Adds collaboration features to its own cloud phone service.
Cloud telephony provider Fonality said the IP phone services included in Microsoft and Google’s cloud productivity suites were not a threat.
“We’re not seeing those as direct competitors as yet,” said Marc Englaro, managing director for Fonality Australia and Fonality’s international vice president of sales.
Neither of the telephony services supplied by Microsoft or Google were registered with the Telecommunications Industry Ombudsman (TIO) and therefore did not have to comply with legislated levels of service, Englaro said.
“In Australia we are classified as a carriage service provider (like) Telstra, Optus and AAPT. We provide a telephony service that’s regulated by the TIO. That regulatory framework gives customers the assurance that if a telco isn’t doing the right thing that there are penalties associated with not delivering a service.
Google and Microsoft’s telephony services also fell short in features compared to a dedicated telephony platform, Englaro said.
Google Voice, the IP telephony program within Google Apps’ Gmail, was “fairly basic” compared to enterprise products such as Fonality, Englaro said. Google Voice users in Australia could not make calls to the PSTN phone network, although this feature had been available in the US for about 12 months.
“It’s more a proof of concept about making phone calls over the ‘net. It’s not a system designed for inbound calls”, for example, Englaro said.
“A lot of companies would want their telephony system to provide PABX functionality. Even our smaller organisations are quickly adopting call-centre style capability to maximise the service they provide to their customers.
“That means routing calls to the next available agent, reports on how many calls are answered quickly, understanding the profile of their customers’ calling and making sure they’re doing a good job looking after them. You can’t do any of those things with Google Voice. It’s not really in the same class.”
While Microsoft’s Lync, based on the enterprise-grade Office Communicator IP telephony platform, was much more sophisticated, it required third party products to connect to the PSTN network, Englaro said.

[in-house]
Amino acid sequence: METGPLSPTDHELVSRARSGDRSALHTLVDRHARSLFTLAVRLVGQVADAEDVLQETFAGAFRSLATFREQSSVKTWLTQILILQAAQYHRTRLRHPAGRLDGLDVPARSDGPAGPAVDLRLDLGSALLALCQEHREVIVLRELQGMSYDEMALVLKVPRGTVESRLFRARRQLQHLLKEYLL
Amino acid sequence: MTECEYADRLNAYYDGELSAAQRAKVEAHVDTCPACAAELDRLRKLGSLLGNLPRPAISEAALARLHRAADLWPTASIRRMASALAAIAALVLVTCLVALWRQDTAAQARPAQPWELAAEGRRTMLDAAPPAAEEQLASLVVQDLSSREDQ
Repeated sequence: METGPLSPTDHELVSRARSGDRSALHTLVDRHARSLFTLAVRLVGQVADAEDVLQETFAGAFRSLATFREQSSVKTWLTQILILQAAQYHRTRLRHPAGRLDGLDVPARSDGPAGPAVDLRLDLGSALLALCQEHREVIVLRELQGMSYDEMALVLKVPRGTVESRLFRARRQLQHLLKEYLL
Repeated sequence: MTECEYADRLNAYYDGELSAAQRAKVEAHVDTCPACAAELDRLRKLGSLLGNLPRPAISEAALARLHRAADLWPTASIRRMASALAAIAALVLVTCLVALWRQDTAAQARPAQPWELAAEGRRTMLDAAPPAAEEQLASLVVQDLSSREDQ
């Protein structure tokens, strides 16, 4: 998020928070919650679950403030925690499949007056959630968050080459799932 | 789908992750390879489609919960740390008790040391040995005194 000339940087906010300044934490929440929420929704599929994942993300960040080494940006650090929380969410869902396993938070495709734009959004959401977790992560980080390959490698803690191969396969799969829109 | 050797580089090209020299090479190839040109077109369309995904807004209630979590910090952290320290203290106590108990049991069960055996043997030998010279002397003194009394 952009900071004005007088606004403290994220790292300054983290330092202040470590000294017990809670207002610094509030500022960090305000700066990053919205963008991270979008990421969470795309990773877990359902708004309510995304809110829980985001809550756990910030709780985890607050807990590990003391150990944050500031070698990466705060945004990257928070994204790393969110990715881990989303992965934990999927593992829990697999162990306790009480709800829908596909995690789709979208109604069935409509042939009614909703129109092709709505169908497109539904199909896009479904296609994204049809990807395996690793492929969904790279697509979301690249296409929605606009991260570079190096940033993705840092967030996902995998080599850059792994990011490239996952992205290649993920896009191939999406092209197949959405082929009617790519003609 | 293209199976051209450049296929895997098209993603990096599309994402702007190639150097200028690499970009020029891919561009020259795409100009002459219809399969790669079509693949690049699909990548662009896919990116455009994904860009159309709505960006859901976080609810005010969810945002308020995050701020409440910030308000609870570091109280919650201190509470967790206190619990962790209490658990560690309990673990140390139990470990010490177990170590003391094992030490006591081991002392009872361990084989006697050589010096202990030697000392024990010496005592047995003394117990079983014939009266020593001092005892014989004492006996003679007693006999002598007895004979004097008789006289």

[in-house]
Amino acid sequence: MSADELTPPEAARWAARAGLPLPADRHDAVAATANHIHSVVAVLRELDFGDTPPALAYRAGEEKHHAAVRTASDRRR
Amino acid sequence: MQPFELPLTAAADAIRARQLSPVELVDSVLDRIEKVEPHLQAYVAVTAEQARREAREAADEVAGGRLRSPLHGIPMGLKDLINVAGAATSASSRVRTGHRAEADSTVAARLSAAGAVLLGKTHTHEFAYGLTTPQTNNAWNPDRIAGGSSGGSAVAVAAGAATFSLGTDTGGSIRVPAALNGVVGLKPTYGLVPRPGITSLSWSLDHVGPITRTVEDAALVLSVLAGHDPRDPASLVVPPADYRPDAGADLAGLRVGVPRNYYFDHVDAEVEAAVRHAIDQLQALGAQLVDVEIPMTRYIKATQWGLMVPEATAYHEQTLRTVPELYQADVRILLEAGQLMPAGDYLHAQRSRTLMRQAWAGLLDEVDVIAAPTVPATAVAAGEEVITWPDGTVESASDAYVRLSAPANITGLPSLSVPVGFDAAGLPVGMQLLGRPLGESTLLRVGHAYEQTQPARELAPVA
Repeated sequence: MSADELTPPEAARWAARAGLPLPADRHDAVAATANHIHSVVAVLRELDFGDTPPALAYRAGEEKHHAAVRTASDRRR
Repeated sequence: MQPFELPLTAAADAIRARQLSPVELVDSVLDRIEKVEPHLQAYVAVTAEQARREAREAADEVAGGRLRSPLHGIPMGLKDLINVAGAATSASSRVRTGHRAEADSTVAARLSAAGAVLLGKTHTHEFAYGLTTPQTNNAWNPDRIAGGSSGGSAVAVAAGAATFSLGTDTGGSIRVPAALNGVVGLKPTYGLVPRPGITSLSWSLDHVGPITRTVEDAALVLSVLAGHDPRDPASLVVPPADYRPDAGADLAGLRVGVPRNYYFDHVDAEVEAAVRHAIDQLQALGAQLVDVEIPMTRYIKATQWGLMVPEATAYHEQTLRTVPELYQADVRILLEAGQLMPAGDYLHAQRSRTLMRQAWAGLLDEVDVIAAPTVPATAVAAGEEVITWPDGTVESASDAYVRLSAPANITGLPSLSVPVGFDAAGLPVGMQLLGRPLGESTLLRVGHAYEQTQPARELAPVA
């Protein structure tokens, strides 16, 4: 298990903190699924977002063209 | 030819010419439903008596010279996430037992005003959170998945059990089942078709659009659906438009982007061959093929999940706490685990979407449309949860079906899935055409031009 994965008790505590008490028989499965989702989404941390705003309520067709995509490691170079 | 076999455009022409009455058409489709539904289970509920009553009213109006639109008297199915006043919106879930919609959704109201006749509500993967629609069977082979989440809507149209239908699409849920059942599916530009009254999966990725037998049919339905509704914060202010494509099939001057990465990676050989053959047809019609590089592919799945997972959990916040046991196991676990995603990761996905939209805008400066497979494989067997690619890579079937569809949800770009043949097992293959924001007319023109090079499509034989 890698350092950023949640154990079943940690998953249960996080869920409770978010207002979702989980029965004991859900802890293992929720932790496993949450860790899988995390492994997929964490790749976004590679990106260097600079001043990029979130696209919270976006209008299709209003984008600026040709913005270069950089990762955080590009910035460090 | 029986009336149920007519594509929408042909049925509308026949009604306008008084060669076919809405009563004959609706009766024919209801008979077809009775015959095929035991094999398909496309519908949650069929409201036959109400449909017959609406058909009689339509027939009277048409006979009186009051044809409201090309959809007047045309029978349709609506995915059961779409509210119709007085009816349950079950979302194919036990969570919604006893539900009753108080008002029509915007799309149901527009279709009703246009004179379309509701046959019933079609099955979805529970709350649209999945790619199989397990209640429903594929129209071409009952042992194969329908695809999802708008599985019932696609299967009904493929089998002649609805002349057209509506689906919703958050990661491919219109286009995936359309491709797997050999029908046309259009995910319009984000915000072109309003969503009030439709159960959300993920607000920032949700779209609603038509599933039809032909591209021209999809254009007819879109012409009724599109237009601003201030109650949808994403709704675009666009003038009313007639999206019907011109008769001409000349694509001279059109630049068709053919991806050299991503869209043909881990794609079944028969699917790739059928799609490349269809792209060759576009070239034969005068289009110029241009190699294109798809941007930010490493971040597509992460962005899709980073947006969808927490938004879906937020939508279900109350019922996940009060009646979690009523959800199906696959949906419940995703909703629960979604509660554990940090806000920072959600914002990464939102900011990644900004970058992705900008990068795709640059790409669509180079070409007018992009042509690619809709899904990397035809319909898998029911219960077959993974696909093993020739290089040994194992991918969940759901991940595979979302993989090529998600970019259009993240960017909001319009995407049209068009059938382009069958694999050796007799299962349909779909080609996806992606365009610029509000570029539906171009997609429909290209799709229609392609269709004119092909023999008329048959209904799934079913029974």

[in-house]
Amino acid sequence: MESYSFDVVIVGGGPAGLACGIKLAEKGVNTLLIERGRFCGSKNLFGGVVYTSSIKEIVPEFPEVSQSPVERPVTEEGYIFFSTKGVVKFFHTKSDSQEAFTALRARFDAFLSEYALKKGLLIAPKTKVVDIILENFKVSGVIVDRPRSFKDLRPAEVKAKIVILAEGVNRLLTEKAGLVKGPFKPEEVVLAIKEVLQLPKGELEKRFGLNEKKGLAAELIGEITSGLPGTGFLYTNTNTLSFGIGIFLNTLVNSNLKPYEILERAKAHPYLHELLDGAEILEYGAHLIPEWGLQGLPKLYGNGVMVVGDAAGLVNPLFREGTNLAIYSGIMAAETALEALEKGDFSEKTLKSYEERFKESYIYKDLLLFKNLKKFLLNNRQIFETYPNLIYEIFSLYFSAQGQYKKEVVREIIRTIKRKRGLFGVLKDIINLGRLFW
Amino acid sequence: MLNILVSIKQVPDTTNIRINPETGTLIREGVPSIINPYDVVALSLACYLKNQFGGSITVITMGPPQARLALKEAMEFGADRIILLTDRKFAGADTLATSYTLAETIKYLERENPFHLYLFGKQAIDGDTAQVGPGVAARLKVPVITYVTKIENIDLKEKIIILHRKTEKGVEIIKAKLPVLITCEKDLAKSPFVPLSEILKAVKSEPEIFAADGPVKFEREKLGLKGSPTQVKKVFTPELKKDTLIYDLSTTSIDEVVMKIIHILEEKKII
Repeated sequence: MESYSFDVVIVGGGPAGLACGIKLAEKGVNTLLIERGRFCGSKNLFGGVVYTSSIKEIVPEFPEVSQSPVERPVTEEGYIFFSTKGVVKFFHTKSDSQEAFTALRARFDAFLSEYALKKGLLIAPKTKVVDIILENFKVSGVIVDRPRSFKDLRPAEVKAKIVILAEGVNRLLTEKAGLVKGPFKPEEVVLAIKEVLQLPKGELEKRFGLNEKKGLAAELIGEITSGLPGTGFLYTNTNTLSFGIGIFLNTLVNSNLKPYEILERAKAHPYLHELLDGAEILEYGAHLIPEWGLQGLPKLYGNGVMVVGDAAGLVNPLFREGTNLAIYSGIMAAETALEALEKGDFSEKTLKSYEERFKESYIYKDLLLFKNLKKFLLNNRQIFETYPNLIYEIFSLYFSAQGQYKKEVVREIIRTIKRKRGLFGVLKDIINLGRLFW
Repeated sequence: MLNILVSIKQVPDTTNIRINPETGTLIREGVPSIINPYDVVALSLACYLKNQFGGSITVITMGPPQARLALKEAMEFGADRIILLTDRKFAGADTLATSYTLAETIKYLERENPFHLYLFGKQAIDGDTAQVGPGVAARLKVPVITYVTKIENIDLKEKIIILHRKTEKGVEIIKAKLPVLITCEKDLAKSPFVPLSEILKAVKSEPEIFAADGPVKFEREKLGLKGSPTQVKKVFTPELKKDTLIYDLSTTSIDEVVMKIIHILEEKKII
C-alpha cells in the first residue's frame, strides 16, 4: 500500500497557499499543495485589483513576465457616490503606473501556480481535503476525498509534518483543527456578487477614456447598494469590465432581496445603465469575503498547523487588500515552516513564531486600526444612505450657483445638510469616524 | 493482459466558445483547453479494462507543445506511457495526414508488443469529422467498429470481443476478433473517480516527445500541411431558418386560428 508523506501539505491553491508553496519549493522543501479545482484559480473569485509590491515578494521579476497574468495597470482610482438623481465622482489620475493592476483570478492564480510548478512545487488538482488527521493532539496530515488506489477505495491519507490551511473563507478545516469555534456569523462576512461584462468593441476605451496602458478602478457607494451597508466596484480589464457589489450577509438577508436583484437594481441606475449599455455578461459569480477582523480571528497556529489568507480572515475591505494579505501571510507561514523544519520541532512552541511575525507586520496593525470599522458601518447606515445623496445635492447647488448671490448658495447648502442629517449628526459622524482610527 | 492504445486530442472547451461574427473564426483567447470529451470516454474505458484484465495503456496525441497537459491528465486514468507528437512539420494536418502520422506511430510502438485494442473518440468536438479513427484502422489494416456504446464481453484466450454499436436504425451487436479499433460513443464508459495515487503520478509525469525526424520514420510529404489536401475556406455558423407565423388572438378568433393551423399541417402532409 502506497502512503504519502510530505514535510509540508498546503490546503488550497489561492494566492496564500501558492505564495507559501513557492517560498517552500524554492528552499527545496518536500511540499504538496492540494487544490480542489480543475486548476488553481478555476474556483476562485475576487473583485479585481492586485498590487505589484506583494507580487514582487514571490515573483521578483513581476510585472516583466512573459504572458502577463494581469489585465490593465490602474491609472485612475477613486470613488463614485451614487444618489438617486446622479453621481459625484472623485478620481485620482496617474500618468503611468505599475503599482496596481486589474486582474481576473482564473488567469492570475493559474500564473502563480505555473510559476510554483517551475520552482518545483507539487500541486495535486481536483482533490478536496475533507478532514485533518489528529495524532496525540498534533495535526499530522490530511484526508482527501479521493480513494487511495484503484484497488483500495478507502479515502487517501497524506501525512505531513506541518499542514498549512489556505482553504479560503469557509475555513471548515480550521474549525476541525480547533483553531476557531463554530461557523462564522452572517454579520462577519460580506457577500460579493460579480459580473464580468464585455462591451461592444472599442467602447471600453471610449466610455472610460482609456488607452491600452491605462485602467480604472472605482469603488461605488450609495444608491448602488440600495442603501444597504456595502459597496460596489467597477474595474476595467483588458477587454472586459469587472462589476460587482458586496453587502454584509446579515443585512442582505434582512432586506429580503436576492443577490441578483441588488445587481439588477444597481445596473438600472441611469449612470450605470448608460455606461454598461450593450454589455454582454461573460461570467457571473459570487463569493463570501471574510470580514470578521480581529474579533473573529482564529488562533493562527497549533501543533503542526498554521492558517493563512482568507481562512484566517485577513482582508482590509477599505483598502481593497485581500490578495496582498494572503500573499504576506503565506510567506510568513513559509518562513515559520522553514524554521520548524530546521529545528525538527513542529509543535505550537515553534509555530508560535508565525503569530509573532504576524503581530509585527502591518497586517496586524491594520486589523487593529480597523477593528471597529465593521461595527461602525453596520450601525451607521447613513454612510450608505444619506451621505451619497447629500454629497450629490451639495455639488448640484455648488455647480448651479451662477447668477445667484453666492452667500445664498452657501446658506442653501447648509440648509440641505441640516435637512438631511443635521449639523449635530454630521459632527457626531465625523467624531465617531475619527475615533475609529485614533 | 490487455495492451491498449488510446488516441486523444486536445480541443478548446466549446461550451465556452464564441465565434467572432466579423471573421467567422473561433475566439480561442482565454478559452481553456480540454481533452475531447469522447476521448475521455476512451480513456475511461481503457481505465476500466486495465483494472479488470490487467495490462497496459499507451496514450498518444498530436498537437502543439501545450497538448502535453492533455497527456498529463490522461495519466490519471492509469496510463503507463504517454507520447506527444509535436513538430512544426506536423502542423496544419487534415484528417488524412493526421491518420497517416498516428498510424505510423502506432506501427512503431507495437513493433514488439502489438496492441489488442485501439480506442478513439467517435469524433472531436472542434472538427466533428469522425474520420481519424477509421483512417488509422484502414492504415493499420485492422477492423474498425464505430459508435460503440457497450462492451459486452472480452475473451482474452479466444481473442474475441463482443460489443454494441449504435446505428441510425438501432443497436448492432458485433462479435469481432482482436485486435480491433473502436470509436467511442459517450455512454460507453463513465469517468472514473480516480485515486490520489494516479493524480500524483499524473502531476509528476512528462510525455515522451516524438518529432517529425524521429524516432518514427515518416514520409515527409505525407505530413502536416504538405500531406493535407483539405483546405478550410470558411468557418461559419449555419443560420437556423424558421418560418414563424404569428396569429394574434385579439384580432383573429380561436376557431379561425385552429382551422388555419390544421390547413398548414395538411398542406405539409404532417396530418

“You can’t plug a phone line into a Lync server without going through some third-party gateways,” Englaro said.
The Lync Online service was not classified as a phone service and couldn’t make emergency calls or be held to regulated standards, Englaro said. The service wasn’t carrying calls in Australia yet according to his research, he added.
“The only announcements I have seen (say) that voice will come later. It will be a little like Skype, is what I expect. A voice-over-IP service that is intended to make cheap phone calls but not intended to be a replacement for a telephony service,” Englaro said.
Fonality had recently added call-centre capabilities to its on-premise and cloud services such as call distribution, and statistics on unanswered calls and the speed of answering calls.
The vendor had released collaboration features through its HUD interface. These included “drag and drop” to transfer calls, presence management, enterprise-grade secure instant messaging and integration with third-party programs such as Outlook for caller identification.
An iPhone app brought many of the PABX features to the Apple platform and gave users the choice of routing calls over the 3G data network, WiFi or the GSM mobile phone network.
Customers on Fonality’s cloud service, Fonality Connect, paid $39 per month for free calls to landlines in Australia, 60 minutes of free calls per user (cumulative) to mobile phones and a Polycom IP handset, Englaro said.
Up to 95 percent of Fonality Connect customers fell under the 60-minute mobile cap and paid nothing more for their phone usage each month, Englaro said.